When will home prices fall?

  • Not until the next economic recession. (54%, 98 Votes)
  • By the end of 2014. (25%, 46 Votes)
  • By the end of 2013. (20%, 37 Votes)

Total Voters: 181

As home prices continue to rise across the nation, many have become exuberant about the future of the housing market. Are these expectations for home prices irrational?

In support of those who believe the present home price inflation is sustainable, CoreLogic says today’s housing market is not in a bubble. CoreLogic (and others) assert that today’s home prices are fully rational, primarily since housing affordability is higher today than at any other time in recent history.

Of note, the affordability analysis is based on CoreLogic’s affordability index, which was last updated in March 2013, before June’s rate spike.

first tuesday insight

Two things to consider:

  • CoreLogic is, by their own admission, touting a very optimistic view of the current situation.
  • Further, their analysis is of the nation’s housing market, and we all know that California home sales are a different beast entirely.

This optimistic supposition is in part true — we agree that the current price inflation will not lead to a bubble the size of the recent Millennium Boom. But today’s market is a mini-bubble. Any expectation that prices will continue their same upward trajectory beyond the end of 2013  are ill-founded.

Why does first tuesday forecast home prices dropping by Q4 2013 and likely continuing during 2014? Three reasons:

1. Home sales volume has been tapering off since Q4 2012, and as of June 2013, is below one year earlier.

Historically, movement in home prices occur 12 months after home sales volume moves. Today’s price wave will hold slightly better than the 2009 stimulus price cycle. The  only difference is that today’s movement is driven by a different short-term sales volume engine – speculation.

Speculation pushed back end users rather than pulling them forward as homebuyers. The common thread between now and the 2009 stimulus price cycle is a lack of qualified end users of homes.

2. first tuesday’s buyer purchasing power index (BPPI) is negative as of June 2013. This means homebuyers in California are able to qualify for less purchase-assist financing today than one year earlier – or at any time during the past two years. This places considerable downward pressure on prices unless mortgage rates drop below 3.75% soon.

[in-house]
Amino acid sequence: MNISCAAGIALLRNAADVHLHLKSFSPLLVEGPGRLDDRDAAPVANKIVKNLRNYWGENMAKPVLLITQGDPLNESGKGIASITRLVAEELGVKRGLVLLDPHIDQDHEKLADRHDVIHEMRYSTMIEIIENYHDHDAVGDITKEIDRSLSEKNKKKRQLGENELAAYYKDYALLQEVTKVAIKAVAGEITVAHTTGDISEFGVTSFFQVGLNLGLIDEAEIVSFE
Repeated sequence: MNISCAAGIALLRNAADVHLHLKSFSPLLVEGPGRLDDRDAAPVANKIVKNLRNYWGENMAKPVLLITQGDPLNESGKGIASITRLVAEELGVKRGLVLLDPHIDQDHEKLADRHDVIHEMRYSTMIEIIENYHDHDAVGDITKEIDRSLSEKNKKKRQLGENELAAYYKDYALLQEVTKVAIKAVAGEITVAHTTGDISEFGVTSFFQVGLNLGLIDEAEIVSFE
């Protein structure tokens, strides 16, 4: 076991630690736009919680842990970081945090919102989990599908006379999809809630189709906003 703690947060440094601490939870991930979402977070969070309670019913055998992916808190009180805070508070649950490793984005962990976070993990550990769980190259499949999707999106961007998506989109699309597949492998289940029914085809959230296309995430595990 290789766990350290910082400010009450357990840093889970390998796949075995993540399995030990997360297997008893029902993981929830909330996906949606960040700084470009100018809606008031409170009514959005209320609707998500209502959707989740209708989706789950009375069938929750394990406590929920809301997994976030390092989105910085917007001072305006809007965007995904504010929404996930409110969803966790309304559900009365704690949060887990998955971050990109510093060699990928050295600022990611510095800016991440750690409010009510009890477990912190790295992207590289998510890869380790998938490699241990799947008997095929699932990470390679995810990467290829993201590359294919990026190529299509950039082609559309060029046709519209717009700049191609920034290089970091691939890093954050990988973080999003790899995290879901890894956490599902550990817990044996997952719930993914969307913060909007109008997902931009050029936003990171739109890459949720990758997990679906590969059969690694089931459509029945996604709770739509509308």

Remember, buyer purchasing power is a much more useful forward-price measuring tool than CoreLogic’s affordability index. “Affordability” compares national median income with utterly meaningless median home prices. Convenient for primitive binary thinking, but serving no substantive purpose.

This type of market analysis leaves the cash buyer, cost of financing for cash-to-new-loan buyers and GRMs/capitalization rates out of the homeownership equation entirely.

Further, consider that everyone with a job qualifies to buy a home. Thus, the seller must adjust prices to homebuyer incomes if they intend to sell (i.e., make the property affordable).

The net result of CoreLogic’s affordability index is mathematical alchemy based on past events, little more than a look in the rear-view window, all the while missing the elephant dead ahead in the road.

3. Speculators are due to exit the housing market as soon as home prices cease their upward leap (as they soon will).

Once speculators (who currently comprise upwards of 50% of acquisitions of all home sale transactions, including trustee’s sales) cease their buying, the resulting sales volume vacuum will find insufficient numbers of end users to take their place.

Home prices in low- to mid-tier housing will be without sales volume support (which has been waning since November 2012) since end users collectively lack the jobs and income required for their numbers to sustain this mini-bubble.

Your neighborhood and its price level may be the exception, as great wealth has recently been created for the top 1% of the population.

So, you can decide to have irrational expectations. Or, you can choose to be California realistic, and work the operative facts to your best advantage.

Re: Fire burn and caldron bubble from DataQuick